We also examined the patterns of changes in segmental BIA. In terms of segmental water, the pre-/post-HD changes in the legs were proportionally higher than those in the arms. Segmental lean mass and ECW/TBW showed a similar pattern. The reason for this seems to be that subjects who walked upright had more severe edema in the legs than in the arms and torso before HD whereas the degree of edema in the arms and legs equalized in the supine position after HD. Phase angle increased by 5.3%/kg in arms without vascular access, 3.5%/kg in the trunk, and 11.74%/kg and 12.84%/kg in the lower limbs after HD, which were the proportionally greatest changes between pre- and post-HD among the segmental BIA components. Although phase angle is currently used as a nutritional marker in various populations [18,19], it must be carefully interpreted when used as a nutritional marker in HD patients because this index dramatically changes in this population according to their level of overhydration.

The strengths of this study are as follows. First, the study protocol was designed to take into account seasonal and dietary influences in the maintenance HD subjects, thereby minimizing their effects on the measurements. As body water and body composition are affected by seasons, we synchronized the months in which BIA measurements were made in HD subjects and the control group to rule out seasonal influences. Moreover, the measurements were taken after fasting to rule out the effects of food intake. Second, a control group with homogeneous characteristics was derived using PSM, which adds weight to the observation that the principal differences between healthy subjects and dialysis patients are nutritional, causing relative overhydration. Finally, the correlations between BIA components and the CT ratio and leg edema, which are frequently used as bedside indicators, were examined. The study has the limitation that different BIA devices were used in the control and HD groups. Additionally, BIA of the control group was measured in the upright position, rather than in the supine position used for the HD group. However, both BIA devices were produced by the same company (In-body), were analyzed at the same time, and were found to have the same BIA parameters [20]. Moreover, since the BIA values obtained using the S10 device in the supine position were corrected for the values obtained with the S720 device in a standing position, this is unlikely to have been a major problem. Finally, the lack of data on residual kidney function data is a weakness of the study, although this only applied to 8% of the subjects. We included subjects with any diseases, including diabetes or hypertension, in the control group. Choosing a disease-free control group rather than a control group based on normal function might have exaggerated the findings of the study.

The primary purpose of this study was to compare BIA components between HD subjects and normal controls. HD subjects had more ECW compared with the general population; in addition, most nutritional indices were lower and visceral fat was slightly higher. In the control group known laboratory markers of nutrition were highly correlated with LTI, but this correlation was insignificant in HD subjects. Since most indices changed by a statistically significant degree according to the volume status, careful interpretation is necessary. It was almost possible to predict UF volume differences using BIA, but the increase in leg phase angle post-HD must be interpreted with caution.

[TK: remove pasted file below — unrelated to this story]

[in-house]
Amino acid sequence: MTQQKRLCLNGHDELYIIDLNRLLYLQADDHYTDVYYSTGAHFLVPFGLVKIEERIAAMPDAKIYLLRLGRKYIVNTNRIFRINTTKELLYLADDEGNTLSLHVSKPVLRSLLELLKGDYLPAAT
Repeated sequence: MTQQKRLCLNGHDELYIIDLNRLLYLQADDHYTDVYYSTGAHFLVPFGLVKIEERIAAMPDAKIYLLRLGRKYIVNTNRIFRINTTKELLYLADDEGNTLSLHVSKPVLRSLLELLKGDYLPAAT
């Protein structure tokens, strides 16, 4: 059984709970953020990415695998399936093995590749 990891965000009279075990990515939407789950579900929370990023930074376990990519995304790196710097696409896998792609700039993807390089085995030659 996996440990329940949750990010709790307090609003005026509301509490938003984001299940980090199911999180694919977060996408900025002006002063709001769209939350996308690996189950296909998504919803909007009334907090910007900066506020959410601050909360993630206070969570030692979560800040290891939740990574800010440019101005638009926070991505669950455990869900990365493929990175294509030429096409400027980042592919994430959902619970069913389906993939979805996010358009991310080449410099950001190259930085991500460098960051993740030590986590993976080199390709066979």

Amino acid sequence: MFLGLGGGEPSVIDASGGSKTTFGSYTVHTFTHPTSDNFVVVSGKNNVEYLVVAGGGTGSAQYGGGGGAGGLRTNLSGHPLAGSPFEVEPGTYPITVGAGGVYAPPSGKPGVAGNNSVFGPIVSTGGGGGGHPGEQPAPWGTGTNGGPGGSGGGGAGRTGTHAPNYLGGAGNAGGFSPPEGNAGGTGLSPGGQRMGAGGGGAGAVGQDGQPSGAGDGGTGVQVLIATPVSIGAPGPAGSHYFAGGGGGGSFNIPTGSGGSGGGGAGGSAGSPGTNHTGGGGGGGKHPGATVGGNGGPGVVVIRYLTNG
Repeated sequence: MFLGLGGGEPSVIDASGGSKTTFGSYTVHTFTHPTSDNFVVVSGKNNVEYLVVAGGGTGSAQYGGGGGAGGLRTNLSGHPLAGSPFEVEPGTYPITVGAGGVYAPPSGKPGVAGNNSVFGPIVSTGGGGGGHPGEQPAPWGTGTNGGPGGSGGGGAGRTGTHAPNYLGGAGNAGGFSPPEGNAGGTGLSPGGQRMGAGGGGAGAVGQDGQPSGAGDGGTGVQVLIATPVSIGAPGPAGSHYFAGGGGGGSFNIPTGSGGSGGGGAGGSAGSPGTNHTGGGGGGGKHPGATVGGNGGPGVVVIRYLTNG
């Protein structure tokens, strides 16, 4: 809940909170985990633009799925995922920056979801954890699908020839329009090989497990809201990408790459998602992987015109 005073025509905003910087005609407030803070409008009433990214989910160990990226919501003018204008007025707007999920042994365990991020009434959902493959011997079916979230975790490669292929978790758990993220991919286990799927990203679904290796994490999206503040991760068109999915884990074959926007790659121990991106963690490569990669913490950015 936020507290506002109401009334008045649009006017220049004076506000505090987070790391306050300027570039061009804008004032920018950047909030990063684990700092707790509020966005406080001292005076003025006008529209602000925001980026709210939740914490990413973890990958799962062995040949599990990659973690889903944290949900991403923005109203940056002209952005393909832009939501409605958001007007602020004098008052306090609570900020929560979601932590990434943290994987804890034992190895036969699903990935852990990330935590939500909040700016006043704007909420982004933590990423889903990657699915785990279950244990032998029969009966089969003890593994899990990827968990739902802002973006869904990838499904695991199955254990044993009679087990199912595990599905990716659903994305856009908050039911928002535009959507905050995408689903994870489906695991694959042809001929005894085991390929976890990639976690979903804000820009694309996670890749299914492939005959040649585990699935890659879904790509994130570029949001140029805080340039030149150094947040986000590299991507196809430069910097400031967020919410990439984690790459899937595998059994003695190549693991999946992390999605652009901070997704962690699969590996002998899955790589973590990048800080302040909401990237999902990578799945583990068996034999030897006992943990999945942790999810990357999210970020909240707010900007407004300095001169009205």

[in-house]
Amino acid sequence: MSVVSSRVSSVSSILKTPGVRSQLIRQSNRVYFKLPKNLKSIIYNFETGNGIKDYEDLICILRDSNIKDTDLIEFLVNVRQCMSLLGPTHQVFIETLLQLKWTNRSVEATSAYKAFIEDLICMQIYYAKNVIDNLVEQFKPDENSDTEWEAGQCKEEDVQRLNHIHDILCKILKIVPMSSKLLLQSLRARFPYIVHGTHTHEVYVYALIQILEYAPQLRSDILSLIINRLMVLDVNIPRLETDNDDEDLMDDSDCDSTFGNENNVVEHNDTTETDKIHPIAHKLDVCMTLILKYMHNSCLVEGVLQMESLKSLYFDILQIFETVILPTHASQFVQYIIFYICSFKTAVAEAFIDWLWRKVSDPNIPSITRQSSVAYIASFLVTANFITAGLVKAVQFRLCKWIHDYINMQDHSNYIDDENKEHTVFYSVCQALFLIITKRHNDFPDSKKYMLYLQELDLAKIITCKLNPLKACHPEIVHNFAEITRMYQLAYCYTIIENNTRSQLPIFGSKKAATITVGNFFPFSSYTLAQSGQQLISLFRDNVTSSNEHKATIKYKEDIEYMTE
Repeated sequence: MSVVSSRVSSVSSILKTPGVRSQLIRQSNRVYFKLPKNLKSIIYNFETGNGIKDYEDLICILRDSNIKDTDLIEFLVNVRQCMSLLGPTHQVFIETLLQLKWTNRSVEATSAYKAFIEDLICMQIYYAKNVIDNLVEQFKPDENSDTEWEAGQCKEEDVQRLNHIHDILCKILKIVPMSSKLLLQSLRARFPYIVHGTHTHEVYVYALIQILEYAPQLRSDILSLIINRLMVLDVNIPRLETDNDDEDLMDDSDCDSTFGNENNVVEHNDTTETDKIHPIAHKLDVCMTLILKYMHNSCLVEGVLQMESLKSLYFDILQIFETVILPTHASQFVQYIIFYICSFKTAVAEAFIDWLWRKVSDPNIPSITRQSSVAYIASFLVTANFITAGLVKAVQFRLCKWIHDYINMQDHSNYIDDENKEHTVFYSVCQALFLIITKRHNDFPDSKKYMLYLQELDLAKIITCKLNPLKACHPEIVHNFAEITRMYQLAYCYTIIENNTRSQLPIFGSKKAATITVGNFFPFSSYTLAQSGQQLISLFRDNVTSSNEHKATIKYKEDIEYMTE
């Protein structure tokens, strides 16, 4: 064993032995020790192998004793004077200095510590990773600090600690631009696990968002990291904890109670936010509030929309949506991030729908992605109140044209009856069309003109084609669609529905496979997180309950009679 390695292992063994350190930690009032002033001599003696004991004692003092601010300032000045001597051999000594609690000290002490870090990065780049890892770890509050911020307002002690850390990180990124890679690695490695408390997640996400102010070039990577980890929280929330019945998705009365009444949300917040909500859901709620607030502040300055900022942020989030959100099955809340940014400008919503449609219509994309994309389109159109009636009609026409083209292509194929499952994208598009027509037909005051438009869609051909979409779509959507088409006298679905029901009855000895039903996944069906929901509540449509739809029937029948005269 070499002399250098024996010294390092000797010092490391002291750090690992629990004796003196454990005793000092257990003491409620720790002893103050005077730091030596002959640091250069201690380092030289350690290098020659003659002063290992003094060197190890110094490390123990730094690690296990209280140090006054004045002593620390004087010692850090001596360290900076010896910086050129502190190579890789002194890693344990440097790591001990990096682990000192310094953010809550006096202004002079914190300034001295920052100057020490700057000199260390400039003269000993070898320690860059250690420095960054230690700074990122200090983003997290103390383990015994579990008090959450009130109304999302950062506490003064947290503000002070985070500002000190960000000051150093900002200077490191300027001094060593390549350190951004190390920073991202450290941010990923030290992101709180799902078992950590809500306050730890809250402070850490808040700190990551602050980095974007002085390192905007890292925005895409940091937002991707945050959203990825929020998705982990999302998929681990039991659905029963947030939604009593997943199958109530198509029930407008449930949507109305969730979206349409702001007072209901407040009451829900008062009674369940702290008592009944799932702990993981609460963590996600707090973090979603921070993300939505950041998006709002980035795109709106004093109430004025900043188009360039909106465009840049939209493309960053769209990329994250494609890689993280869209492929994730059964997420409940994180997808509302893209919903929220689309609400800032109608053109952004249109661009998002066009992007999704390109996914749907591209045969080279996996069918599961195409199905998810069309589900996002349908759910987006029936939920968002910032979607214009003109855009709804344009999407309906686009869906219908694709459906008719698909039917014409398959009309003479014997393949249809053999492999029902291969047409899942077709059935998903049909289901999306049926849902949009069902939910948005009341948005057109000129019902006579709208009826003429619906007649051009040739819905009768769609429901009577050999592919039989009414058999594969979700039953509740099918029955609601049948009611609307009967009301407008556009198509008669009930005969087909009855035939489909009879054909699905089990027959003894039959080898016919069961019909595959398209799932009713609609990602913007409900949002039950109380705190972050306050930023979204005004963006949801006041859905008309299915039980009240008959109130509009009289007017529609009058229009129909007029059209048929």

Supplementary Data
Figures
Fig. 1. (A) Correlation between measured and estimated ultrafiltration (UF) volume. (B) Bland–Altman plot for the agreement between measured and estimated UF volume.
Tables

Clinical and laboratory information for the control and HD groups

VariableControl (n = 298)HD (n = 147)P value
Sex (male)162 (54.4)78 (53.1)
Age (yr)62.2 ± 12.863.1 ± 13.6
Height (cm)163 ± 8162 ± 9
Diabetes0 (0)70 (47.6)
Vintage (yr)-4.86 ± 3.25
UF volume (kg)-1.89 ± 1.14
spKt/V-1.52 ± 0.29
URR (%)-72.02 ± 6.44
Pre SBP (mmHg)115 ± 13139 ± 22< 0.001
Pre DBP (mmHg)76 ± 1073 ± 140.001
Post SBP (mmHg)115 ± 13136 ± 24< 0.001
Post DBP (mmHg)76 ± 1074 ± 130.012
Pitting edema-80 (54.4)
CT ratio0.43 ± 0.380.52 ± 0.07< 0.001
Hemoglobin (g/dL)14.3 ± 1.510.1 ± 2.0< 0.001
WBC (×103/mm3)5.22 ± 1.455.72 ± 2.11< 0.001
Platelet (×103/mm3)233 ± 58181 ± 85< 0.001
Protein (g/dL)7.22 ± 0.446.41 ± 1.21< 0.001
Albumin (g/dL)4.53 ± 0.223.68 ± 0.72< 0.001
AST (IU/L)23.6 ± 8.318.3 ± 12.60.019
ALT (IU/L)22.3 ± 11.414.7 ± 10.60.039
ALP (IU/L)54.2 ± 15.178.9 ± 39.1< 0.001
BUN (mg/dL)15.0 ± 3.355.8 ± 19.2< 0.001
Creatinine (mg/dL)0.83 ± 0.179.21 ± 3.21< 0.001
Uric acid (mg/dL)5.47 ± 1.345.99 ± 1.870.056
Sodium (mmol/L)141.7 ± 1.7133.5 ± 22.9< 0.001
Potassium (mmol/L)4.27 ± 0.334.93 ± 1.15< 0.001
Phosphorus (mg/dL)3.49 ± 0.504.54 ± 1.65< 0.001
Calcium (mg/dL)9.18 ± 0.308.53 ± 1.59< 0.001
Calcium × phosphorus32.1 ± 5.139.9 ± 15.1< 0.001
Total cholesterol (mg/dL)198.9 ± 34.7145.7 ± 47.50.029
Triglycerides (mg/dL)111.5 ± 64.9100.8 ± 84.50.042
HbA1c (%)5.51 ± 0.225.67 ± 13.80< 0.001